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Bottles Behind a Kimono-clad Lady
Original Painting for an Advertising Poster

Bottles Behind a Kimono-clad Lady Original Painting for an Advertising Poster

  • Period: Early Showa (circa 1934 or '35)
  • Dimensions: Height: 96 cm, Width: 63 cm

This is the original image used for an advertising poster in the early Showa period, circa 1934 or '35. It was drawn by Tomitaka Matsuda, a Japanese-style artist who was also responsible for the front covers of the ladies' magazine “Shufunotomo” (Housewife's Companion). Behind the smiling, familiar form of the lady in a kimono are a dozen or more of the brown 1-sho sake bottles Gekkeikan was putting its efforts into selling at the time.

The aroma and color of sake will change when exposed to light. The ultraviolet rays degrade the sake ingredients, causing unpleasant smells and affecting the quality negatively. In 1928, it was confirmed by our research institute that brown colored sake bottles were effective in preventing this degradation of sake, as they blocked more ultraviolet light than the blue transparent bottles that were the standard bottle used before then, and so sales of sake in brown 1-sho sake bottles was started properly from that year.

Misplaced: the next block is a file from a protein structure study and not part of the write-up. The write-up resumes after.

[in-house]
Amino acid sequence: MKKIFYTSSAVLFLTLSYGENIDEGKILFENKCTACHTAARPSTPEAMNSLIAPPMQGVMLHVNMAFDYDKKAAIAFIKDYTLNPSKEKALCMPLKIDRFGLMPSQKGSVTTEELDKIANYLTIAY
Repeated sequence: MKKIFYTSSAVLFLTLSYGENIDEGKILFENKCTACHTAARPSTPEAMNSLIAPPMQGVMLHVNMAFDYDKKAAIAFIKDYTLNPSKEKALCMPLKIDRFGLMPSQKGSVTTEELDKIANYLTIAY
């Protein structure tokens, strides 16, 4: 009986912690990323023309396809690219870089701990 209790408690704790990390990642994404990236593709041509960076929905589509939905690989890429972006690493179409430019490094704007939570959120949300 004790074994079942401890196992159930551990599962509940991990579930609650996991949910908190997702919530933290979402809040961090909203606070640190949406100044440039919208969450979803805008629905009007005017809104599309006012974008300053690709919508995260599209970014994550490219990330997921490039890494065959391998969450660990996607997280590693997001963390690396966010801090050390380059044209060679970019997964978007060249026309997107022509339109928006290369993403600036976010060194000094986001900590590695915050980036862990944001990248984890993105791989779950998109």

This poster also states that “Absolutely no preservatives used,” which is advertising the fact that in 1911, Gekkeikan had succeeded in research and developing Japan's first sake that did not need preservatives, and had been popularizing it ever since.

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